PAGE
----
It was a busy weekend (the Art Crawl and conversation at the Pen & Pencil Club on Friday; Tom Purdom's literary salon, eagle-watching at Conowingo dam, and dinner with friends on Saturday; a quick visit to Greg and Barbara Frost and then several hours driving about a cemetery, writing words on leaves on Sunday), and as a result I still haven't found the scan.
So instead, I'll reflect briefly on the fact that I've just ducked the bullet yet again. The November issue of The New York Review of Science Fiction contains an essay by Fiona Kelleghan, defining a new literary group she either discovered or invented, called the Savage Humanists. The essay originally appeared in The Savage Humanists, a critical anthology also edited by Kelleghan. And, though I am mentioned a couple of times in it as somebody who might belong in the SH camp, no story by me made it into the anthology.
So I'm not a member of the group.
Which is good, because I don't really think I fit the definition very well. Gregory Frost seems to be the true and perfect exemplar of kind -- unless it's James Morrow. In any case, satire seems to be important to the category, and satire is just something I don't do. Sorry.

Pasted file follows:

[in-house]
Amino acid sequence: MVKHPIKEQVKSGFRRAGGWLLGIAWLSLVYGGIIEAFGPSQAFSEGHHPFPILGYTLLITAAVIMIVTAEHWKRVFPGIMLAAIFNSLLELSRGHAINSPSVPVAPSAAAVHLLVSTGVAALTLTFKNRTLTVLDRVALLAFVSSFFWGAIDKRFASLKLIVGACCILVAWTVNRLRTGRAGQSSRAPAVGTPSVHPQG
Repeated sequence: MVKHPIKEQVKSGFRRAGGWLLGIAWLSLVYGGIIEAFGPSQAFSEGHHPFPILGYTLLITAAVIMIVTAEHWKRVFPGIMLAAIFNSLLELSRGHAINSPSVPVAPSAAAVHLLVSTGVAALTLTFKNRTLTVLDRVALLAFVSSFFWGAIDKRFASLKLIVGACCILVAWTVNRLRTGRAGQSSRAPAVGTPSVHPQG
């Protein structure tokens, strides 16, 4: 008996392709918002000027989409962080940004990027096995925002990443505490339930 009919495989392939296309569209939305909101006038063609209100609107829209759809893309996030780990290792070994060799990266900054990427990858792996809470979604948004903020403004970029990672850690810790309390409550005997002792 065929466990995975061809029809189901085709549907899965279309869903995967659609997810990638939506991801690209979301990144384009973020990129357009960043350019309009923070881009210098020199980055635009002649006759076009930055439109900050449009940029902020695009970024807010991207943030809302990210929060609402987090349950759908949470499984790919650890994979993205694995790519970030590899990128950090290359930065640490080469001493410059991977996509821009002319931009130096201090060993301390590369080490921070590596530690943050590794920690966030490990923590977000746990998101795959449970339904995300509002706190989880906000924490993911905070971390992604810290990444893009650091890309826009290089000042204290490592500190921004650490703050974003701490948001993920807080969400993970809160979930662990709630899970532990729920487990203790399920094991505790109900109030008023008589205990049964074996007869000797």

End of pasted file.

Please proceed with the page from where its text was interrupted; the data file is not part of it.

In any case, this brings to four the number of literary movements I've been close enough to that outsiders sometimes mistakenly include me in, but whose core members will attest to my not belonging to the club. These are:
CyberpunkSteampunkNew WeirdSavage Humanists
I do not include Mannerpunk, Interstitial Arts (though I've attended their meetings), or Slipstream, because nobody's ever claimed I belonged in any of them.
Interestingly enough, the one group I did belong to -- other than being a freak, back in the late sixties, I mean -- nobody ever thinks to list me as. Anybody care to guess?
A review worth cherishing . . .
In that same issue of NYRSF, Ariel Hameon has a very long review of The Dragons of Babel which would make me blush, if I didn't agree with every word of it. I make it a point never to thank anybody for a good review, because . . . well, because it's an insult to the reviewer to imply that the words are anything other than honest opinion.
Still, I was glad to get it.
And as always . . .
Poem du Jour has been updated. Most recently, the power of "No!"